U.S. President Donald Trump has insisted on the need to ban Chinese-owned video-sharing app TikTok citing national security concerns and has decided on a new date where it will hopefully make the app completely unavailable for usage in the country.
His administration had filed new court papers urging Judge Carl Nichols of the U.S. District Court in Washington, D.C. to allow them to move ahead with restricting the use of TikTok as part of its efforts to crack down on “national security threats” allegedly posed by China-owned apps.
Trump had signed an executive order last August claiming that TikTok takes a lot of information from its millions of users, including their online search history and location data, which it might be sending to Beijing authorities. TikTok, however, has denied these allegations.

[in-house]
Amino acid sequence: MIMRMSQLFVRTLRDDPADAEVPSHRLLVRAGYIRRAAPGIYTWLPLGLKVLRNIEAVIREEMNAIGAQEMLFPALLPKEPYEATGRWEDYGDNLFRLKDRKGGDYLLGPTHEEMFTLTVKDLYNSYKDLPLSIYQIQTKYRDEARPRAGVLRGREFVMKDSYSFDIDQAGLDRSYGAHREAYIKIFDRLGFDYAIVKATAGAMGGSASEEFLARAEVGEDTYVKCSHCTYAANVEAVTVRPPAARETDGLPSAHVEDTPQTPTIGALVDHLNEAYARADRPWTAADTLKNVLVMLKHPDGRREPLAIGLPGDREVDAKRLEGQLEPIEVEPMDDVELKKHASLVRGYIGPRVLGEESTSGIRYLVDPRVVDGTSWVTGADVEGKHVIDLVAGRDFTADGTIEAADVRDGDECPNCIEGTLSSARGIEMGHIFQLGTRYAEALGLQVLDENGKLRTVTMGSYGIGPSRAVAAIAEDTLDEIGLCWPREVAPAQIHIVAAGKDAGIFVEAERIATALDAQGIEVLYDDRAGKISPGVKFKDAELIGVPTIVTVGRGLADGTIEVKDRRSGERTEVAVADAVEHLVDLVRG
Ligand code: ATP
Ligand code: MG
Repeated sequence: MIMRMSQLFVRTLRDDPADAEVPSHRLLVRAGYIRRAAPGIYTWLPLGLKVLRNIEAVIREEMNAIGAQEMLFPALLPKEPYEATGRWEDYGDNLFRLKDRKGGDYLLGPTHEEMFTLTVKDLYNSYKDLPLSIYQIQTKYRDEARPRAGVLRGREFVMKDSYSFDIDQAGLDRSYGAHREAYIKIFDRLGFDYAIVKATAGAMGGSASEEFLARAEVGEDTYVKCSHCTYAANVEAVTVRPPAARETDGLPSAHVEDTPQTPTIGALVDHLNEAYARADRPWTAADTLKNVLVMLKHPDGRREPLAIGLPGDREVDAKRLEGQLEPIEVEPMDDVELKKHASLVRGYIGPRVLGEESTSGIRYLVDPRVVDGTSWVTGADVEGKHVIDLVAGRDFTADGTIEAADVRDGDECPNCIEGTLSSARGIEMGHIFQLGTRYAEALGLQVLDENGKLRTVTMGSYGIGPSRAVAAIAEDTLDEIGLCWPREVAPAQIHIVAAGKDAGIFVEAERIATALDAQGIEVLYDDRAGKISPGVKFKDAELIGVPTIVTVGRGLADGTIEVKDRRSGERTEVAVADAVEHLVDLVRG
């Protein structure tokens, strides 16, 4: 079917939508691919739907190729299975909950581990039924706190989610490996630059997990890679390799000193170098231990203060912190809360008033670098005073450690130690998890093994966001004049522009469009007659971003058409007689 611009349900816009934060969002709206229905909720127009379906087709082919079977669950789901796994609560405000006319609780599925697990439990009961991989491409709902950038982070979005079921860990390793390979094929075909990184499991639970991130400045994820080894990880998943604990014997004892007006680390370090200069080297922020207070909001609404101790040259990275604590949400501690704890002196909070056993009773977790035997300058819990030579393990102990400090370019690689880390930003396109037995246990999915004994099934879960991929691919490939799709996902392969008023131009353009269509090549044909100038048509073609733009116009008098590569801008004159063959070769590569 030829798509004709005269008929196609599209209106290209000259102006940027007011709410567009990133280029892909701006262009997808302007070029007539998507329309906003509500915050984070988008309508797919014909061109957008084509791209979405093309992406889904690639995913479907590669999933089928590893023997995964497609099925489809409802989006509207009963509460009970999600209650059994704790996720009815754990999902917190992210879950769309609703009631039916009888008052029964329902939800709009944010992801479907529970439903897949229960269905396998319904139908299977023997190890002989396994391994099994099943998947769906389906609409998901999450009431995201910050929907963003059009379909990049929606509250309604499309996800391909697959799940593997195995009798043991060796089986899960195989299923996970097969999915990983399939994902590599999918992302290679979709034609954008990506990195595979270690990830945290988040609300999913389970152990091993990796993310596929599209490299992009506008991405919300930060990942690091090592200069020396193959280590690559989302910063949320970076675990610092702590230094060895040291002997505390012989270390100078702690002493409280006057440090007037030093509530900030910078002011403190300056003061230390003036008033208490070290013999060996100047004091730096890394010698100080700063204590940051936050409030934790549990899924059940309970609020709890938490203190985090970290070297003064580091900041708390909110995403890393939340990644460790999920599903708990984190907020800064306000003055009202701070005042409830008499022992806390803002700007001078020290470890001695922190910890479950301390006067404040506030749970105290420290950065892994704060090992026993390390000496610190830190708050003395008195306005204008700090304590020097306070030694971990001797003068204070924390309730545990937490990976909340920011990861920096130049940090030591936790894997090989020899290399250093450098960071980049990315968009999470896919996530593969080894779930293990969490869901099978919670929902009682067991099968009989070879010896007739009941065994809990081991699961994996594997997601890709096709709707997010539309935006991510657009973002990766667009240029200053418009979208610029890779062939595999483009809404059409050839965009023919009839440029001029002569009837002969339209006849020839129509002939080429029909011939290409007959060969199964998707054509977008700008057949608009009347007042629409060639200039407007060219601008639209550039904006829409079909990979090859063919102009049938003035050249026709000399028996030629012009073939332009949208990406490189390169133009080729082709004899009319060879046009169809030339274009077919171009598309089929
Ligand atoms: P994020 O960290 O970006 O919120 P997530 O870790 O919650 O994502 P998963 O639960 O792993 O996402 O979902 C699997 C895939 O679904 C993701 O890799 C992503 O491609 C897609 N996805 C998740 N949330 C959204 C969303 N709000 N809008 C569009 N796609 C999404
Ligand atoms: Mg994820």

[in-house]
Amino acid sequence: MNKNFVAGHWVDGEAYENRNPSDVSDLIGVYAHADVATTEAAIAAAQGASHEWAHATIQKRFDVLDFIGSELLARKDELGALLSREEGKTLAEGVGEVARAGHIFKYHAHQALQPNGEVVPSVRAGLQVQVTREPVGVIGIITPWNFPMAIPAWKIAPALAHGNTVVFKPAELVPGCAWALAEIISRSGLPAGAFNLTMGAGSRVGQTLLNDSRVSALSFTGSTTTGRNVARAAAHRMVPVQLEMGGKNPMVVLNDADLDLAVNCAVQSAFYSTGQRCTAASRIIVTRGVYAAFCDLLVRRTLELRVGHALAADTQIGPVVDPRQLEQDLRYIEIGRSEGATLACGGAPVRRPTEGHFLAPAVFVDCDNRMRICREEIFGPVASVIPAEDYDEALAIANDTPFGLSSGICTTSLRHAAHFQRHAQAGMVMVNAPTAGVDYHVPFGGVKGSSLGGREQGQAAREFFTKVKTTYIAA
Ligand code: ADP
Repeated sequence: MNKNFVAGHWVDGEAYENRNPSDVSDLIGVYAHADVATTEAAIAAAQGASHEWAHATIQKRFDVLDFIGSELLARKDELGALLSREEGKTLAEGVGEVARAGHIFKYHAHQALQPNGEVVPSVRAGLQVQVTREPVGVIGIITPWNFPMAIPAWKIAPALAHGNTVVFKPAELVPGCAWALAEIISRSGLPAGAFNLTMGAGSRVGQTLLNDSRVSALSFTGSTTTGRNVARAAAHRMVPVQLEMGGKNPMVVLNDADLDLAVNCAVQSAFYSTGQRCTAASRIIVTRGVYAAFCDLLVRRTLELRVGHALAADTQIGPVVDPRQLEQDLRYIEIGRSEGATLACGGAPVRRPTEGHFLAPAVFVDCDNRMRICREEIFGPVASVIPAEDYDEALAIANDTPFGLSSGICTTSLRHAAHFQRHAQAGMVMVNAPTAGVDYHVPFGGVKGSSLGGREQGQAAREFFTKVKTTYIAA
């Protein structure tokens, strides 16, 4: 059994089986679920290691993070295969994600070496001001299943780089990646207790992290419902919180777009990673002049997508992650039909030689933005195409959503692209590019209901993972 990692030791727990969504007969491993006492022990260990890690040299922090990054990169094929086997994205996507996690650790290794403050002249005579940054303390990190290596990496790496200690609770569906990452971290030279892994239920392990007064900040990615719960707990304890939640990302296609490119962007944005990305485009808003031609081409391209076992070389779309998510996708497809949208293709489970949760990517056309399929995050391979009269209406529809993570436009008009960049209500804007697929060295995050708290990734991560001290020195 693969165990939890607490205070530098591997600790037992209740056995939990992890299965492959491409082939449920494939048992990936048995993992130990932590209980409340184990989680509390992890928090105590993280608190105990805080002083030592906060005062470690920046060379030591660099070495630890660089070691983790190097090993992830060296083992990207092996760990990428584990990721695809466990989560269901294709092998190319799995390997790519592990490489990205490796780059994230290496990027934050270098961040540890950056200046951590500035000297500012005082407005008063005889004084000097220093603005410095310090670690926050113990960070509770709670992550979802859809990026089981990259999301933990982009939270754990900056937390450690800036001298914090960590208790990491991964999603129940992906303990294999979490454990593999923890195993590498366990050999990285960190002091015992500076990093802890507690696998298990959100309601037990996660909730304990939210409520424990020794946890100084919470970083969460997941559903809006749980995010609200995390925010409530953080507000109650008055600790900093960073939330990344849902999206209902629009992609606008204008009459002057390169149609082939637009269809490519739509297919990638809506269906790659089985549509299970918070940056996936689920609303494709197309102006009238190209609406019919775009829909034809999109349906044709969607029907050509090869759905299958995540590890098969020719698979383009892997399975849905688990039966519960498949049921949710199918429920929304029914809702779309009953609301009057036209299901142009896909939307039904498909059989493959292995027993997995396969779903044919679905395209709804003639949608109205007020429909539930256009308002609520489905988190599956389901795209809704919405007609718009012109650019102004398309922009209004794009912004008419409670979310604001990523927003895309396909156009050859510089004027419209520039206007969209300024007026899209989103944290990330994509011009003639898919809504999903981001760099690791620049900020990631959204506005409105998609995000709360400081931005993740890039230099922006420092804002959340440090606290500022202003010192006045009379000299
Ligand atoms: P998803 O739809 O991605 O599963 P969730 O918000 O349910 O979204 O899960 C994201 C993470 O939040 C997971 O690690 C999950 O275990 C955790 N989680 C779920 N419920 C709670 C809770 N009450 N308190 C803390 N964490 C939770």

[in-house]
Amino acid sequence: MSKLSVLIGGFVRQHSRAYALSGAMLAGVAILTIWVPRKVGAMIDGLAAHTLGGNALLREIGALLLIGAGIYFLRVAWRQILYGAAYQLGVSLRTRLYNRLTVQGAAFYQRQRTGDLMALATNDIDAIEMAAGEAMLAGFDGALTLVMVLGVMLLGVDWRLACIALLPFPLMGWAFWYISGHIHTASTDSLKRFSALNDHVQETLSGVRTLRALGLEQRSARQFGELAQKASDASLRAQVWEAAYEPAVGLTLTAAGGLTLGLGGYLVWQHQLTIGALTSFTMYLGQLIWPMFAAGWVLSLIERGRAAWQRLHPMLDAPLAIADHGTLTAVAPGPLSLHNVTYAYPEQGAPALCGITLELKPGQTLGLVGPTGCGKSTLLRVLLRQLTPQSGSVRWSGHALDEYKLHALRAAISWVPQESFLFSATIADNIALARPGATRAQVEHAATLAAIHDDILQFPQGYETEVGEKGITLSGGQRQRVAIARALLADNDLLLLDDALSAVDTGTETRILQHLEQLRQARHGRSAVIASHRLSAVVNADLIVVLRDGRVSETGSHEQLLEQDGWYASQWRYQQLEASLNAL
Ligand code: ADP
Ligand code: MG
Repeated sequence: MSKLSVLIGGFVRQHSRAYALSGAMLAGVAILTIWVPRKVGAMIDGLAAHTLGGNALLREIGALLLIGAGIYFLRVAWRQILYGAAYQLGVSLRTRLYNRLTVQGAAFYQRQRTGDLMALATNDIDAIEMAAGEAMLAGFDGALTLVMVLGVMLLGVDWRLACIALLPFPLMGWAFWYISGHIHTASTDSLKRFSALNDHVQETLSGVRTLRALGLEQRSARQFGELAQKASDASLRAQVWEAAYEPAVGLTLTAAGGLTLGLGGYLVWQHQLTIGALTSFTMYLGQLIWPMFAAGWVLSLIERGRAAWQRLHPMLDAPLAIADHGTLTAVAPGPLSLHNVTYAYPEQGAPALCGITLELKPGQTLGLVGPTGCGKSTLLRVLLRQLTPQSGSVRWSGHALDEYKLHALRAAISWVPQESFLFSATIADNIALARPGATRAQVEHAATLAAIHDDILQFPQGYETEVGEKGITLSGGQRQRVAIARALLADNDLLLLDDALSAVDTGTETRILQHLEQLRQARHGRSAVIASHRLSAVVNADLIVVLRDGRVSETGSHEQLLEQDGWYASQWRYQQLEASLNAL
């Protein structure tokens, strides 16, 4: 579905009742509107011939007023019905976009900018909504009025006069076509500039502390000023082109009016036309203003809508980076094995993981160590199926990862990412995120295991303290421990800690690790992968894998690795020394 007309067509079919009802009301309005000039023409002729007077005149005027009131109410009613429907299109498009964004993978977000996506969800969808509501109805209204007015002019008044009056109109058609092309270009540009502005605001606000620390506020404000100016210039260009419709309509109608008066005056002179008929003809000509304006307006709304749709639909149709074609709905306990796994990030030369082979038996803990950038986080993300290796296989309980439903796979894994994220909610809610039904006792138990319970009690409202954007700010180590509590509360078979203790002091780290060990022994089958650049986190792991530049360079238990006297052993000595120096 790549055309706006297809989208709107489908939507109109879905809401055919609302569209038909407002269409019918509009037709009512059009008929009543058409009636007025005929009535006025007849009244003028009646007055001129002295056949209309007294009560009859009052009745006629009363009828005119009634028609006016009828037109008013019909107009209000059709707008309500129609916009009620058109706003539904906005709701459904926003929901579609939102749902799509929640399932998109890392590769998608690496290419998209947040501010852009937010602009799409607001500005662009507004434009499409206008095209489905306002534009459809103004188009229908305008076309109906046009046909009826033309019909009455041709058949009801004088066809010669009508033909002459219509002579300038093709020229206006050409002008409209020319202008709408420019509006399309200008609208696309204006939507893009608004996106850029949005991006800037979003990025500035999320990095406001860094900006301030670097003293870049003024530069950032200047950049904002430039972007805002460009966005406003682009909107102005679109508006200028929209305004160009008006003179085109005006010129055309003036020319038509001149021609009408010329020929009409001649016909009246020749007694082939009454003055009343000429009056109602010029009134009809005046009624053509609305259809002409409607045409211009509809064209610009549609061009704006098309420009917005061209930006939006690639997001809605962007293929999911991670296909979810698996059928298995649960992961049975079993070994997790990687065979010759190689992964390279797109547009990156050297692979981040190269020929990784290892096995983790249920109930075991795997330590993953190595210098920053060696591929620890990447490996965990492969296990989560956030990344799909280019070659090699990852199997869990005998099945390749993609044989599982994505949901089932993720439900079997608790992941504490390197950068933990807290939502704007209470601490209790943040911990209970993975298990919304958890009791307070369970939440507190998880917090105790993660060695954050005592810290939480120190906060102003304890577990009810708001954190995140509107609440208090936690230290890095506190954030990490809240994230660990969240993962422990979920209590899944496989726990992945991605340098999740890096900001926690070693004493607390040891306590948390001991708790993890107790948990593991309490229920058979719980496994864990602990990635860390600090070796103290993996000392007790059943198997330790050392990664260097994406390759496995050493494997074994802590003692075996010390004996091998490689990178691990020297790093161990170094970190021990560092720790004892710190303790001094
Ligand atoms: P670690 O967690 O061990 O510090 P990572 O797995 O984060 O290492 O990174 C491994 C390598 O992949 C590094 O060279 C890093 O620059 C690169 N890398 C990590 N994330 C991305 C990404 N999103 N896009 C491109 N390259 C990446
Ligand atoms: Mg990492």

“The President should not be prevented from regulating national-security threats simply because a foreign adversary cloaks its activities within a media company,” said government lawyers in the new court papers.
Should the Trump administration be allowed to push through with its plan, TikTok will officially be unusable starting November 12.
The company continues to fight back against the restrictions with its own court filings, urging that it’s a violation of rights to free speech. TikTok and its owner, ByteDance Ltd., also claim to be undergoing negotiations with US companies to restructure its ownership which could maintain the app’s U.S. operations. It is still currently under review by the Committee on Foreign Investment.
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